An amendment to the Criminal Code toughening punishments for people responsible for industrial accidents or involved in financial irregularities, was approved yesterday.
The Standing Committee of the National People's Congress (NPC) approved a maximum jail term of 15 years for people who forced others to work in risky conditions resulting in serious accidents, doubling the previous maximum sentence of seven years.
Committee members said the previous seven-year jail term was too light in view of the severity of recent accidents, according to Yang Yingyu, chairman of the NPC Law Committee.
Industrial accidents, especially in the mining and construction sectors, have frequently been reported in recent years. And lax management and poor safety facilities have often been blamed for the accidents.
According to the latest official figures, there were 52 major accidents on the mainland between January 1 and June 25, killing 827 people. The death toll is 482 less than the same period last year.
The latest disaster was a gas explosion that killed 27 miners in a colliery in Fuxin of Northeast China's Liaoning Province on Wednesday.
The amendment also requires harsher punishments for people responsible for financial irregularities.
For example, senior executive officials of listed companies will face up to three-years behind bars or fines ranging from 20,000 yuan (US$2,500) to 200,000 yuan (US$25,000) if they report fraudulent information to the public.
Other documents passed
The NPC Standing Committee yesterday also finally agreed to abolish the article which criminalizes abortions based on the sex of the fetus, because of big differences among committee members over the issue.
And the committee concluded its session with committee members approving the revised Law on Compulsory Education.
The new law is expected to better regulate the country's nine-years of compulsory education, allowing more students to enjoy a high-quality education.
Committee members also ratified an international convention known as the 1996 Protocol to the Convention of Marine Pollution by Dumping of Wastes and Other Matter, to ensure the protection of the marine environment in China and promote the sustainable use and conservation of marine resources.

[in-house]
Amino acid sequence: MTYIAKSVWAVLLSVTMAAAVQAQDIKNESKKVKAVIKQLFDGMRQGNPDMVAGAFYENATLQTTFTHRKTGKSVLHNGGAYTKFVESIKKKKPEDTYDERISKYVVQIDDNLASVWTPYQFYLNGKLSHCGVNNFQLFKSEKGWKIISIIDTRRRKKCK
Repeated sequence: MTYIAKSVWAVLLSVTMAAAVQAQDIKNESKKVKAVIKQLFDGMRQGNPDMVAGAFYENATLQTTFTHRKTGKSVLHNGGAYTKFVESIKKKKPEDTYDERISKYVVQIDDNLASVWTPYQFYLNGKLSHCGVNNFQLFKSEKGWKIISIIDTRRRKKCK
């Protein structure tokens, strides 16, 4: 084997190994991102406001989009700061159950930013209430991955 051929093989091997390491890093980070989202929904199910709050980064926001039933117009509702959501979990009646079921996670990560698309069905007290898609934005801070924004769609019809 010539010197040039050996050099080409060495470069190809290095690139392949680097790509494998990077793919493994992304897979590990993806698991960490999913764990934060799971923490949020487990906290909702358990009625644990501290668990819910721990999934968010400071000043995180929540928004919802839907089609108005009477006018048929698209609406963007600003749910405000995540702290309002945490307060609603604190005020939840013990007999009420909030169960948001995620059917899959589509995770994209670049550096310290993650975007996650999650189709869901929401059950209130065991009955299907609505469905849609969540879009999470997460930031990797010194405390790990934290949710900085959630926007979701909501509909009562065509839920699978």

Other documents passed at the session include a convention to promote space co-operation between Asian-Pacific nations, the China-Mexico convention on criminal and judicial assistance and the China-Spain convention on handling prisoners.
Fears allayed over fines for reports on disasters
A proposed new law threatens possible fines for news outlets which report on disasters without authorization.
But the spokesman for the Standing Committee of the National People's Congress (NPC) yesterday allayed fears that the media would be punished for reporting emergencies.
An article of the law on emergency management, which was submitted to the NPC Standing Committee for review on Saturday, restricts the media in reporting emergencies.
The draft law defines emergencies as industrial accidents, natural disasters, and health and public security crises.
The article says "news media that irregularly reports the development and handling of emergencies without authorization, or releases fraudulent reports will be fined between 50,000 yuan (US$6,250) and 100,000 yuan (US$12,500), if the reports lead to serious consequences."
The law is drafted to improve the information-release system for emergencies and increase transparency, said spokesman Kan Ke at a press conference yesterday.
He said the stipulation is consistent with current practice and promises to provide "service and convenience" for reporters, allowing the media to report practical conditions in a timely and accurate fashion.
Kan also implied the article could be revised after the legislature solicits opinions from its members.
China's Legislation Law stipulates that a law will usually go through three rounds of reviews before being passed.
After the current session, the draft law will be further revised according to opinions from various bodies, and then sent to the committee for further reviews, said Kan.
(China Daily 06/30/2006 page2)